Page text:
Monday, February 18, 2008

Trash talk

Dr. Matthew Sleeth says that "the quickest measure of a household's waste is how much trash it makes." After reading about how the Sleeth family committed to reducing their amount of garbage by 80%!, I have been thinking about this a lot lately and really want to improve in this area.

The prevalence of disposable items is disturbing to me. I fall for it often myself, and lest I be a hypocrite, I need to come right out and tell you that we use DISPOSABLE diapers. There. I said it. I am making strides in other areas, though. Thanks to my recent phone call, I learned that we can recycle tin cans, glossy paper and cardboard. Keeping those items alone out of our trash bag will definitely make a difference!

At a recent gathering of moms, we somehow started talking about cleaning projects. I cringed when one woman said she uses a handful of the disposable wipes every time she cleans the bathroom, and when another mom said she buys the Gladware/Ziploc plastic containers so she can pitch them when she clears the fridge instead of washing and reusing them. This attitude is so common that I find it overwhelming to know when and how to speak up. I don't want to come across as judgmental or overly critical, nor do I want to act as if I am the poster child in this area (disposable diapers, remember?!) But it's also difficult to remain silent on something I care about. I know I have much progress to make, too, and I want to challenge myself to do more!

I found a couple of good websites that offered easy and practical ways to reduce trash here and here. I also appreciated A's recent post on how her family decreases the amount of garbage they produce. In a previous post, I talked about ways we're trying to waste less paper. Do you have other ideas for reducing the amount of garbage you throw away? I'd love to hear from you!

17 comments:

thehomespunheart said...

Carrie - I've been conscious of the amount of trash we're generating lately too. Though, we do recycle and I use reusable items whenever possible. Ok, I'll say it too - we use disposable diapers too!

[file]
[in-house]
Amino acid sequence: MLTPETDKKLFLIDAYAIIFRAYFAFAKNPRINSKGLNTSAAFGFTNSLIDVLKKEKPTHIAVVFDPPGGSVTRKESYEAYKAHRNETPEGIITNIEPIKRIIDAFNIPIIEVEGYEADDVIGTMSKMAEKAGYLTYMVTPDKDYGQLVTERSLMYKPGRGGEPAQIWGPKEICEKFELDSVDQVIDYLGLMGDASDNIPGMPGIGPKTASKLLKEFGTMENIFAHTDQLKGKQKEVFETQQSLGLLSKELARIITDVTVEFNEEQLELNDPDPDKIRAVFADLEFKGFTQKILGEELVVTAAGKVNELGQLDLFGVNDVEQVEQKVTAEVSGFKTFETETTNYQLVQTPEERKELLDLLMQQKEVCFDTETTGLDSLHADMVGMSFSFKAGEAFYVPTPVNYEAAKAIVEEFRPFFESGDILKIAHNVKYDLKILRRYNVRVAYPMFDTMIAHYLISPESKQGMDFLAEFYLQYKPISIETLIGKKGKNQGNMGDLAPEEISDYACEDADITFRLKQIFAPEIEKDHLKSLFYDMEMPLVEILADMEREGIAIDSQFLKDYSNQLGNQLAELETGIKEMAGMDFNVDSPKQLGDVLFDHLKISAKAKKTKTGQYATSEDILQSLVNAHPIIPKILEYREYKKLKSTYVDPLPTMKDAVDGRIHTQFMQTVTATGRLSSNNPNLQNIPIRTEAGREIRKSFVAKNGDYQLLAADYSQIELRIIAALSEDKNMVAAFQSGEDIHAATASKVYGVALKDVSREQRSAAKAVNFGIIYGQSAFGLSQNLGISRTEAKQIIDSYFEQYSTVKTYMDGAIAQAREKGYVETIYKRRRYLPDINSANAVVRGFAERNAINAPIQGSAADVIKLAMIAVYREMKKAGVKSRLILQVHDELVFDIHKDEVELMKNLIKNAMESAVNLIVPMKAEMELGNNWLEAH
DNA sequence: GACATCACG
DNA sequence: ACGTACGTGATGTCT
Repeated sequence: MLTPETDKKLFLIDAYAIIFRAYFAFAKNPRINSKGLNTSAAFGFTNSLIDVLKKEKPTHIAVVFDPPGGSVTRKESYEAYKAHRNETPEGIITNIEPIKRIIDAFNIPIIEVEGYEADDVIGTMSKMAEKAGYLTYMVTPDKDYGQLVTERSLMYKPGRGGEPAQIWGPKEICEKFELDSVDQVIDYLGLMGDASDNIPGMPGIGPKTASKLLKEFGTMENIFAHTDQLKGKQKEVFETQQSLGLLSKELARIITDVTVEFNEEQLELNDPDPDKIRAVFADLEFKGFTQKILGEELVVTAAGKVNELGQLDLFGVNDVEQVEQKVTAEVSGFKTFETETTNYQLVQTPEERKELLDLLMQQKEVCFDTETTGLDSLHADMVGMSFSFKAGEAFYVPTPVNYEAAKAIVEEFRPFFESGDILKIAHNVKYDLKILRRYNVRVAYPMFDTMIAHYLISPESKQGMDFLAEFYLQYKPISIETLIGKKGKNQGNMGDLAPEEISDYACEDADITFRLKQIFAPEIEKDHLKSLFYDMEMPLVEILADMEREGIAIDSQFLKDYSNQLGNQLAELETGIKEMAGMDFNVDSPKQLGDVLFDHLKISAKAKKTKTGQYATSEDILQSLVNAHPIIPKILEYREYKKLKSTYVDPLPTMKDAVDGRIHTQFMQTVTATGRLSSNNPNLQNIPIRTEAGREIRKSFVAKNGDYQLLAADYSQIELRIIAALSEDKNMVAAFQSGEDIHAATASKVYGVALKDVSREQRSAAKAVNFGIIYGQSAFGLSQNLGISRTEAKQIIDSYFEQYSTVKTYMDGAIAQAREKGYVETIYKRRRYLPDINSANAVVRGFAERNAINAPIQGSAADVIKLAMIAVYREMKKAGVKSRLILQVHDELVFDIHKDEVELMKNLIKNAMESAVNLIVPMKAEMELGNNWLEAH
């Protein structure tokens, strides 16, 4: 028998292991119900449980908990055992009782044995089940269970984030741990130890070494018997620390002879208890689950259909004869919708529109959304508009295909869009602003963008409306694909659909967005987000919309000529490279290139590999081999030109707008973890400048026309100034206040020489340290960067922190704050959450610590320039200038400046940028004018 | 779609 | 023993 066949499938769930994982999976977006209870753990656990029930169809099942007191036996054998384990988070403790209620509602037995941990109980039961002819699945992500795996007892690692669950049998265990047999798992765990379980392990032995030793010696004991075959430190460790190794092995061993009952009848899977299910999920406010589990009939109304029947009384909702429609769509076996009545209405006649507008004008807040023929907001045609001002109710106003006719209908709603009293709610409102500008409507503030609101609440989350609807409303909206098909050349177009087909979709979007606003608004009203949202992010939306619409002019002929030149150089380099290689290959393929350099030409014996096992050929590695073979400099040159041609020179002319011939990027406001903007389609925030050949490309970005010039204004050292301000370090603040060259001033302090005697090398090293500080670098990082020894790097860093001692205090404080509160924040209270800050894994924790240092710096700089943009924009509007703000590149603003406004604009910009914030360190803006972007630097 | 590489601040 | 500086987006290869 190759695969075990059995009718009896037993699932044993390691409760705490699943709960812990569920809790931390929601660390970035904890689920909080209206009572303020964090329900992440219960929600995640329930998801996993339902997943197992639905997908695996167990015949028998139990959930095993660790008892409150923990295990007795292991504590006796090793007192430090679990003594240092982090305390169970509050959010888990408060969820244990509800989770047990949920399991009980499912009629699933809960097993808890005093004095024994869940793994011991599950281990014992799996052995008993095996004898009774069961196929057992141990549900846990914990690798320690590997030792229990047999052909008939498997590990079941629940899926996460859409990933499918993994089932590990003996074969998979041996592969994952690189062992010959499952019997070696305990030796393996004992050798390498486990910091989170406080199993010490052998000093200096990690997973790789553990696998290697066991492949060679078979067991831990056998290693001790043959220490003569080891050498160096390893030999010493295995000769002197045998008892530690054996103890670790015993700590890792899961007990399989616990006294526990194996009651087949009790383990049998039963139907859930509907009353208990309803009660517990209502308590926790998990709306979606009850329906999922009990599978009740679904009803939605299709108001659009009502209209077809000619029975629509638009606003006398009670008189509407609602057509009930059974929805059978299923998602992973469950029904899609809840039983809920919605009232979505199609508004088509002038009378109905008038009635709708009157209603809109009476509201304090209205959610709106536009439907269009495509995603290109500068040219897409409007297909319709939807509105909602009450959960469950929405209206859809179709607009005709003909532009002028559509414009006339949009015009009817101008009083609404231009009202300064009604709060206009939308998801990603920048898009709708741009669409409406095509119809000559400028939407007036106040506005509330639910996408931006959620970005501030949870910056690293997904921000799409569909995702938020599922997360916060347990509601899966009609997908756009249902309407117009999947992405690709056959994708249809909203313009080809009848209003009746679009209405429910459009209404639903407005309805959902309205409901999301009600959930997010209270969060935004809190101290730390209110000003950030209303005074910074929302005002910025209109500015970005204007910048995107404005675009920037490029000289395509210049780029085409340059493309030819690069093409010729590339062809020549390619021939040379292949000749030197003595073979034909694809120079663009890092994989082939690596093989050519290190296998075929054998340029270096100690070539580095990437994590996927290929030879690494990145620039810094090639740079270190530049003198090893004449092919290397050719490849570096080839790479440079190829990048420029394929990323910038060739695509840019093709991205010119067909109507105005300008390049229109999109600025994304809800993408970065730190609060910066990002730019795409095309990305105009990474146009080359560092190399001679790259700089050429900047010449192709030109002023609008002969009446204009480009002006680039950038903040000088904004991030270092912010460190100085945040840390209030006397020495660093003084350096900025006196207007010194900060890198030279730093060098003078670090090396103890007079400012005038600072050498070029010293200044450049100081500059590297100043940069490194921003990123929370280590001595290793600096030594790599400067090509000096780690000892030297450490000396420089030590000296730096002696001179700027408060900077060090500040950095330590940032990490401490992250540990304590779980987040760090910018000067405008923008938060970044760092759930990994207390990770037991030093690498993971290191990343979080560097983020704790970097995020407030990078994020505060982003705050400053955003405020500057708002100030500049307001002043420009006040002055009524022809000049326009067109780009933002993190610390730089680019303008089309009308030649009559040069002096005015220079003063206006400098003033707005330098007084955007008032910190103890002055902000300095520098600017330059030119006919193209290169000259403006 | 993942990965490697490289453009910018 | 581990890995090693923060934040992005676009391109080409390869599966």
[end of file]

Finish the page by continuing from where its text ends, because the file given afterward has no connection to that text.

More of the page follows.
I'd love to hear some of your ideas for reducing trash - I'm sure we could adopt some of them also.

Anonymous said...

The second website mentioned refillable razors instead of disposable. If I refill a razor, I'd also have to use a bandaid!

When I lived in St. Paul, MN the garbage service also picked up recyclables. I now live in Norfolk, NE and you can only take items to the recycling center between 9 and 4. I must say having more convenient hours would make it easier. I don't have a garage so storing my recyclables gets complicated until I make time to go to the recycling center.
Kristen

Tracy said...

I'm a disposable diaper user as well. I'm considering a diaper service for baby#3. It's pricier though, which is a tough call for a small family.

As for the rest of the disposables-I'm too cheap to buy throw aways! I clean with rags, I store leftovers in classic tupperware, I use cloth napkins and no paper plates! We always use the "good" dishes!

There is no recycling station in town but they are discussing one. I hope it comes soon!

mer said...

I haven't started doing this yet, but I really want to begin a compost pile for food waste.

And I always consider how something can be re-purposed before throwing things away. Sometimes it simply gets put into the craft drawer for my kids to work their creative magic on, but at least it's not thrown in the garbage...yet.

You might check with a local elementary school and their art teacher. My kids' art teacher is always on the lookout for egg cartons, orange juice concentrate cans and lids, oatmeal boxes, aluminum pie plates, and plastic containers in all shapes/sizes.

Amy said...

Don't be so hard on yourself, Carrie. You are making strides and that is so evident in what you share on here. I did cloth diapering for 18 months with Emily. I would have continued, but she was soaking through them so quickly that I was having a hard time keeping up. I was proud of myself for going that far with it and I am hoping to potty train her soon. In the meantime, we are relying on the disposable.

I went to a party once where people were talking about how they throw all of their food away because they don't like to eat leftovers. I had to hold my tongue the whole time- it just made me physically ill the lack of disregard and the waste in these people's lives.

Katie said...

Carrie,

I'm a disposable diaper purchaser as well...I've looked into cloth and diapering service, and we decided disposable was the best option for our family.

I totally agree about finding ways to reduce trash and you have been a big inspiration in the past several months in this area ~ so many blessings to you for that!

A small way I've found (by seeing our neighbor's example!) ~ is when I go to the grocery store, I bag up my groceries with paper bags, and then use those paper bags to separate the different types of recyclables for our waste service to pick up. Put the plastics in one bag, paper items in the next, aluminum in another. The waste service I think actually appreciates the separation. We were provided with one medium-sized bin for recyclables to throw everything into, but by doing the paper bag method, their work is cut down and they can just throw the paper bags in.